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More than 4,000 immigrants welcomed to Nova Scotia in 2017

Nova Scotia flags flap in the wind. TINA COMEAU PHOTO
Nova Scotia flags flap in the wind. Photo by - TINA COMEAU

NOVA SCOTIA - Approximately 4,000 new residents now call Nova Scotia home, thanks to a record number of immigrants who came through the province’s Provincial Nominee Program. 

According to a press release, the government nominated more than 1,400 immigrants through the Provincial Nominee Program and nearly 200 newcomers, and their families, through the Atlantic Immigration Pilot.

“2017 was another successful year for immigration in Nova Scotia,” Provincial Immigration Minister Lena Metlege Diab said in a press release. “Helping newcomers immigrate and build lives here in Nova Scotia is a priority for the department and its settlement partners. It is key to growing the province and its economy.” 

The Atlantic Immigration Pilot is a new partnership between the four Atlantic provinces and the Government of Canada to help businesses attract and retain skilled newcomers to fill labour gaps.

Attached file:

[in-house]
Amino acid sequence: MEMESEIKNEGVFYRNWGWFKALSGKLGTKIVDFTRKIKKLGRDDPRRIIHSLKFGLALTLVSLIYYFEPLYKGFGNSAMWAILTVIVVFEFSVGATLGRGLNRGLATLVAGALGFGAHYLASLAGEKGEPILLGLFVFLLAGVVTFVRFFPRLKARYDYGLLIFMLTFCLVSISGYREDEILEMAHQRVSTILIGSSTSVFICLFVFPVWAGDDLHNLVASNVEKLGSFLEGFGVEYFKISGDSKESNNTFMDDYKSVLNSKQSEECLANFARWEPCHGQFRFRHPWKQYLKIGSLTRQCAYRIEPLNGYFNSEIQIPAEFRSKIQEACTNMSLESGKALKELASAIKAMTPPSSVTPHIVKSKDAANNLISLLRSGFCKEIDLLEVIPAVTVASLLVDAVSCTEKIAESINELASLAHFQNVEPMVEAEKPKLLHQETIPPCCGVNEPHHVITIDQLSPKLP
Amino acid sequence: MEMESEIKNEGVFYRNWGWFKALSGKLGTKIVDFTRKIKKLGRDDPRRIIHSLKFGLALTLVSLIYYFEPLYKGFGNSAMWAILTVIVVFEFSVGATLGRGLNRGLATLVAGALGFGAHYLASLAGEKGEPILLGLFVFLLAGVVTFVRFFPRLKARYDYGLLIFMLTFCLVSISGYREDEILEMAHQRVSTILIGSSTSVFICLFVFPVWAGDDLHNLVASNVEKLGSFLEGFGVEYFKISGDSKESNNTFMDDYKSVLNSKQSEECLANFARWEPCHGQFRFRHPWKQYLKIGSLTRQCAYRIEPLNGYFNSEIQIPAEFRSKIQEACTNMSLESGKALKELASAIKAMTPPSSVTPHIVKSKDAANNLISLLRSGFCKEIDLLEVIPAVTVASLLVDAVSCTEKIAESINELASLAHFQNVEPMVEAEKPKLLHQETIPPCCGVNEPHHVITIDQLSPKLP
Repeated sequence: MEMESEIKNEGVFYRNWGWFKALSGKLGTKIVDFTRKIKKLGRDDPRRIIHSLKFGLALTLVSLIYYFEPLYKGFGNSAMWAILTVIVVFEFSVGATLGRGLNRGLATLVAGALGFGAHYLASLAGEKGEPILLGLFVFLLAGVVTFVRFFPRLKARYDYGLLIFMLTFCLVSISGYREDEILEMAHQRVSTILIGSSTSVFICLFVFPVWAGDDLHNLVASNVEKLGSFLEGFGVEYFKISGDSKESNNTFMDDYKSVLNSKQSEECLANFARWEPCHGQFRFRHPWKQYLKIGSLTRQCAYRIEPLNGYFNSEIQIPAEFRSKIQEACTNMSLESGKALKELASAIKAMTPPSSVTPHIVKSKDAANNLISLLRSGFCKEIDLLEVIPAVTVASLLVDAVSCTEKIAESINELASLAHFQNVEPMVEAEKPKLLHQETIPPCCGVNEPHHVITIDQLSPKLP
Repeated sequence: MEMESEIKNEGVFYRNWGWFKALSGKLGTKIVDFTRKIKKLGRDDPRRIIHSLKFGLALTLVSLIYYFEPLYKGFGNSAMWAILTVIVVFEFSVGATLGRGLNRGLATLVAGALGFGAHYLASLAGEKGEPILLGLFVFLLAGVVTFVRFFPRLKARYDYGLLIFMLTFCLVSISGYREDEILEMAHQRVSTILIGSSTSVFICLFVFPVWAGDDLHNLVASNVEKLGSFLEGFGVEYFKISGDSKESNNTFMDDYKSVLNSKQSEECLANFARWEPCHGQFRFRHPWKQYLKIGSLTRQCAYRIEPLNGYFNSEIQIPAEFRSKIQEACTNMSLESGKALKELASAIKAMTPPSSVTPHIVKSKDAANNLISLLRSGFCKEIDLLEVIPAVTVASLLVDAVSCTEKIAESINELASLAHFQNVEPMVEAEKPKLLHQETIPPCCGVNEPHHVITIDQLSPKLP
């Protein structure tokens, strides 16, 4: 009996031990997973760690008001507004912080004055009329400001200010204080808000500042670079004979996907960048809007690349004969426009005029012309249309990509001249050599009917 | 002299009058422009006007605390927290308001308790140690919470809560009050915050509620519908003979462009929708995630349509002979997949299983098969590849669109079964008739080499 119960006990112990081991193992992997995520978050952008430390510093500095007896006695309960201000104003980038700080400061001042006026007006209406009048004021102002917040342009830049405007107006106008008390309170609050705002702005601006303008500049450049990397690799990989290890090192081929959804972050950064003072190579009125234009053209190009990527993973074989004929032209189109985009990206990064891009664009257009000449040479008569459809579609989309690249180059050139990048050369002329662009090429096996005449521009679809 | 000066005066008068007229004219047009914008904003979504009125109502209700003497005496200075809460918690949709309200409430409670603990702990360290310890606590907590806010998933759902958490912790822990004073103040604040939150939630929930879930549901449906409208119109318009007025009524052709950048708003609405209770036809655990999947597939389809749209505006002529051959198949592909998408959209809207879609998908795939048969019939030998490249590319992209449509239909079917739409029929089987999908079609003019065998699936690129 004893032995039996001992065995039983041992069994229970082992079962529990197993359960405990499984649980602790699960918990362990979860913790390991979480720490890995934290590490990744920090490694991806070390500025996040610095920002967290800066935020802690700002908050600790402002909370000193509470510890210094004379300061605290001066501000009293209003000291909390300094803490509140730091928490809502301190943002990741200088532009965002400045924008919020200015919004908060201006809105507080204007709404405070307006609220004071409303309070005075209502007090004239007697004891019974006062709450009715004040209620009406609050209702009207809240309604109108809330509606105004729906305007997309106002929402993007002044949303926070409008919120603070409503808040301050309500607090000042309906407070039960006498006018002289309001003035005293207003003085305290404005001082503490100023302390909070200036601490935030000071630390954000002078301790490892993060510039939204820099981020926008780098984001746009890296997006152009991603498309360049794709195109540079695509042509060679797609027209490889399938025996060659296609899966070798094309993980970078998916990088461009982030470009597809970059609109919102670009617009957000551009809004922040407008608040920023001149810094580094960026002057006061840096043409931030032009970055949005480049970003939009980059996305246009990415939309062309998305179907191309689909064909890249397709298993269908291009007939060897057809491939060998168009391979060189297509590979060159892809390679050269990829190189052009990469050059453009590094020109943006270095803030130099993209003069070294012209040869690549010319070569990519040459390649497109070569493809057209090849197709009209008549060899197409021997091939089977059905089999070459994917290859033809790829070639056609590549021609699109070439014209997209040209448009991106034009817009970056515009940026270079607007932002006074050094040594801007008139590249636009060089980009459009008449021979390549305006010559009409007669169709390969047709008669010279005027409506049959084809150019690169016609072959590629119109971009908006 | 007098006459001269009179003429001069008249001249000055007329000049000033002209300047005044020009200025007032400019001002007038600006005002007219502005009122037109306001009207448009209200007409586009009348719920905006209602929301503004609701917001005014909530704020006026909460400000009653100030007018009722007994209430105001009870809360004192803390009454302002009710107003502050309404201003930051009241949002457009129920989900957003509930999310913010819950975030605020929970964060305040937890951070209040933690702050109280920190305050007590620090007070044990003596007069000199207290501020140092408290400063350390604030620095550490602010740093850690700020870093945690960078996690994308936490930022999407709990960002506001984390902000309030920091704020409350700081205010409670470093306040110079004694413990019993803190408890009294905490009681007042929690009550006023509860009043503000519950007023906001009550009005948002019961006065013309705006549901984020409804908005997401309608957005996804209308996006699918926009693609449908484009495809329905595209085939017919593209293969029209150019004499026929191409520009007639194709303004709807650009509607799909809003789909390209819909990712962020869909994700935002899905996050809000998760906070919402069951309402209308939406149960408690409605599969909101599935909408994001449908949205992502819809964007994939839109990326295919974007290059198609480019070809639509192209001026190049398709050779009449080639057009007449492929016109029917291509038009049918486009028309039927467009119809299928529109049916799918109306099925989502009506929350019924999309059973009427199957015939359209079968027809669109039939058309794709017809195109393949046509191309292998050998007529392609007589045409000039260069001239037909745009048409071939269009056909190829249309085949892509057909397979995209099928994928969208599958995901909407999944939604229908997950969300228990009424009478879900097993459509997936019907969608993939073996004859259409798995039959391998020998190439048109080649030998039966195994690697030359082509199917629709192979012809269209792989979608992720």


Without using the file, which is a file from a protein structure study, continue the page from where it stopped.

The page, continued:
The Nova Scotia Office of Immigration also joined the Nova Scotia Health Authority at an international job fair in the United Kingdom to help recruit international physicians to work and live in Nova Scotia, the press release said.

“It has been an extraordinarily busy and rewarding year for the Immigrant Services Association of Nova Scotia (ISANS),” Gerry Mills, ISANS executive director said. “We have served more clients this year than ever before and we look forward to serving more clients in 2018 and working with our partners on the Atlantic Immigration Pilot.”

There was also a shift in Nova Scotians’ attitudes toward immigration in 2017, the press release said. 

Surveys indicate most Nova Scotians believe immigrants make Nova Scotia a more interesting place and that immigration is key to growing our province. 

Recent research shows that 85 per cent of Nova Scotians surveyed believe immigration has a positive impact on the province, compared to 36 per cent in 2016. 

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